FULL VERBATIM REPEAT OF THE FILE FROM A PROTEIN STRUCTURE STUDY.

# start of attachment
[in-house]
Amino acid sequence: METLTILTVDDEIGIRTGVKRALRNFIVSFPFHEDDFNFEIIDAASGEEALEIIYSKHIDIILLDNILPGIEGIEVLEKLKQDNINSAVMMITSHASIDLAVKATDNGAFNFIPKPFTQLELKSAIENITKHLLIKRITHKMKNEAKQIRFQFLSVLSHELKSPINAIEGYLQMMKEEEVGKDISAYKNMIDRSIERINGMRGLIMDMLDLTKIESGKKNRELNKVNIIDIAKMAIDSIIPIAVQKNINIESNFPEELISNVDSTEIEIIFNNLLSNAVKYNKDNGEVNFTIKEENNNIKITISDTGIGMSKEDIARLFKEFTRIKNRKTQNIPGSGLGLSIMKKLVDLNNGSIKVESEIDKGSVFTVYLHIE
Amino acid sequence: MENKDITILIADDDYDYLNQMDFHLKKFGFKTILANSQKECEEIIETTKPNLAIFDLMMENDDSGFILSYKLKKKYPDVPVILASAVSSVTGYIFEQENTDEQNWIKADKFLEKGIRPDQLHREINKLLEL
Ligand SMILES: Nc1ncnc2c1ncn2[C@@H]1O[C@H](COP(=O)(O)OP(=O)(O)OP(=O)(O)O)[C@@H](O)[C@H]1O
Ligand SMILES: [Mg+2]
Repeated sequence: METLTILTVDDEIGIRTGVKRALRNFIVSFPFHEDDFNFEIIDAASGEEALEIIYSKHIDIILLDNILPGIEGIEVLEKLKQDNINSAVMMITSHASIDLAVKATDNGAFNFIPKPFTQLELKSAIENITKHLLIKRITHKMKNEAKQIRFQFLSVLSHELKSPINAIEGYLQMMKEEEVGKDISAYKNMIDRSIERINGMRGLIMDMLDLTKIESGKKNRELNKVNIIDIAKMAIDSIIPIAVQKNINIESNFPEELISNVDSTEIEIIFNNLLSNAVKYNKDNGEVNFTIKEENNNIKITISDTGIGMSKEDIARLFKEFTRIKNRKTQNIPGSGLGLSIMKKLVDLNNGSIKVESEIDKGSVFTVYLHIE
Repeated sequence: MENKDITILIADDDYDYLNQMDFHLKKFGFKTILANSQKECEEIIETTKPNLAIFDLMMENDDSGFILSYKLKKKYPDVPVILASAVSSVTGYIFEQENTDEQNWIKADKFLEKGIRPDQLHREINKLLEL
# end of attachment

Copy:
[in-house]
Amino acid sequence: METLTILTVDDEIGIRTGVKRALRNFIVSFPFHEDDFNFEIIDAASGEEALEIIYSKHIDIILLDNILPGIEGIEVLEKLKQDNINSAVMMITSHASIDLAVKATDNGAFNFIPKPFTQLELKSAIENITKHLLIKRITHKMKNEAKQIRFQFLSVLSHELKSPINAIEGYLQMMKEEEVGKDISAYKNMIDRSIERINGMRGLIMDMLDLTKIESGKKNRELNKVNIIDIAKMAIDSIIPIAVQKNINIESNFPEELISNVDSTEIEIIFNNLLSNAVKYNKDNGEVNFTIKEENNNIKITISDTGIGMSKEDIARLFKEFTRIKNRKTQNIPGSGLGLSIMKKLVDLNNGSIKVESEIDKGSVFTVYLHIE
Amino acid sequence: MENKDITILIADDDYDYLNQMDFHLKKFGFKTILANSQKECEEIIETTKPNLAIFDLMMENDDSGFILSYKLKKKYPDVPVILASAVSSVTGYIFEQENTDEQNWIKADKFLEKGIRPDQLHREINKLLEL
Ligand SMILES: Nc1ncnc2c1ncn2[C@@H]1O[C@H](COP(=O)(O)OP(=O)(O)OP(=O)(O)O)[C@@H](O)[C@H]1O
Ligand SMILES: [Mg+2]
Repeated sequence: METLTILTVDDEIGIRTGVKRALRNFIVSFPFHEDDFNFEIIDAASGEEALEIIYSKHIDIILLDNILPGIEGIEVLEKLKQDNINSAVMMITSHASIDLAVKATDNGAFNFIPKPFTQLELKSAIENITKHLLIKRITHKMKNEAKQIRFQFLSVLSHELKSPINAIEGYLQMMKEEEVGKDISAYKNMIDRSIERINGMRGLIMDMLDLTKIESGKKNRELNKVNIIDIAKMAIDSIIPIAVQKNINIESNFPEELISNVDSTEIEIIFNNLLSNAVKYNKDNGEVNFTIKEENNNIKITISDTGIGMSKEDIARLFKEFTRIKNRKTQNIPGSGLGLSIMKKLVDLNNGSIKVESEIDKGSVFTVYLHIE
Repeated sequence: MENKDITILIADDDYDYLNQMDFHLKKFGFKTILANSQKECEEIIETTKPNLAIFDLMMENDDSGFILSYKLKKKYPDVPVILASAVSSVTGYIFEQENTDEQNWIKADKFLEKGIRPDQLHREINKLLEL